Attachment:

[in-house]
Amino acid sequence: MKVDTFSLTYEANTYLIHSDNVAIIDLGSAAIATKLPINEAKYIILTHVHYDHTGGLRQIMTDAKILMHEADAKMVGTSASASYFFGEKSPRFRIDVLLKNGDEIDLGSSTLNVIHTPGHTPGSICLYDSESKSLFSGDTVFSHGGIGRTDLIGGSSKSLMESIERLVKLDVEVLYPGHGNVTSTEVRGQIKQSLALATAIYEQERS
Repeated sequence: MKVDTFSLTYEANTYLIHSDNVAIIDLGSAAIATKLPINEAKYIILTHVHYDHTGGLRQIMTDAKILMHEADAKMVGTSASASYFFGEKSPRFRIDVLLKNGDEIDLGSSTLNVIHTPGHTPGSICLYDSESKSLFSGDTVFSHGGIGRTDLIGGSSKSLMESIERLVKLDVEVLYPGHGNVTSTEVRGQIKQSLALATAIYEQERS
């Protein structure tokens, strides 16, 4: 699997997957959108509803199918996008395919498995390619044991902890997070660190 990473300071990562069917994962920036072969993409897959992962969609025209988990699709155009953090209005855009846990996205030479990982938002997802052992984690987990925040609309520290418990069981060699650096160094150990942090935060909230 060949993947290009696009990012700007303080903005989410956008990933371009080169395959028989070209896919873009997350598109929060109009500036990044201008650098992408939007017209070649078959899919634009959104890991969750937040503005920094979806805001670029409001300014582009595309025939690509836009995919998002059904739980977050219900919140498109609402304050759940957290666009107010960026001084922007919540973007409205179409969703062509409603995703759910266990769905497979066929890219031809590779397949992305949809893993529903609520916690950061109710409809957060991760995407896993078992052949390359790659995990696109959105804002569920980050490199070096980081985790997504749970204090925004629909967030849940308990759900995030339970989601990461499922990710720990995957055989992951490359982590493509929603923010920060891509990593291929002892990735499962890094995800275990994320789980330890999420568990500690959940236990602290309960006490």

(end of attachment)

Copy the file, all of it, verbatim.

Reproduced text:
[in-house]
Amino acid sequence: MKVDTFSLTYEANTYLIHSDNVAIIDLGSAAIATKLPINEAKYIILTHVHYDHTGGLRQIMTDAKILMHEADAKMVGTSASASYFFGEKSPRFRIDVLLKNGDEIDLGSSTLNVIHTPGHTPGSICLYDSESKSLFSGDTVFSHGGIGRTDLIGGSSKSLMESIERLVKLDVEVLYPGHGNVTSTEVRGQIKQSLALATAIYEQERS
Repeated sequence: MKVDTFSLTYEANTYLIHSDNVAIIDLGSAAIATKLPINEAKYIILTHVHYDHTGGLRQIMTDAKILMHEADAKMVGTSASASYFFGEKSPRFRIDVLLKNGDEIDLGSSTLNVIHTPGHTPGSICLYDSESKSLFSGDTVFSHGGIGRTDLIGGSSKSLMESIERLVKLDVEVLYPGHGNVTSTEVRGQIKQSLALATAIYEQERS
């Protein structure tokens, strides 16, 4: 699997997957959108509803199918996008395919498995390619044991902890997070660190 990473300071990562069917994962920036072969993409897959992962969609025209988990699709155009953090209005855009846990996205030479990982938002997802052992984690987990925040609309520290418990069981060699650096160094150990942090935060909230 060949993947290009696009990012700007303080903005989410956008990933371009080169395959028989070209896919873009997350598109929060109009500036990044201008650098992408939007017209070649078959899919634009959104890991969750937040503005920094979806805001670029409001300014582009595309025939690509836009995919998002059904739980977050219900919140498109609402304050759940957290666009107010960026001084922007919540973007409205179409969703062509409603995703759910266990769905497979066929890219031809590779397949992305949809893993529903609520916690950061109710409809957060991760995407896993078992052949390359790659995990696109959105804002569920980050490199070096980081985790997504749970204090925004629909967030849940308990759900995030339970989601990461499922990710720990995957055989992951490359982590493509929603923010920060891509990593291929002892990735499962890094995800275990994320789980330890999420568990500690959940236990602290309960006490």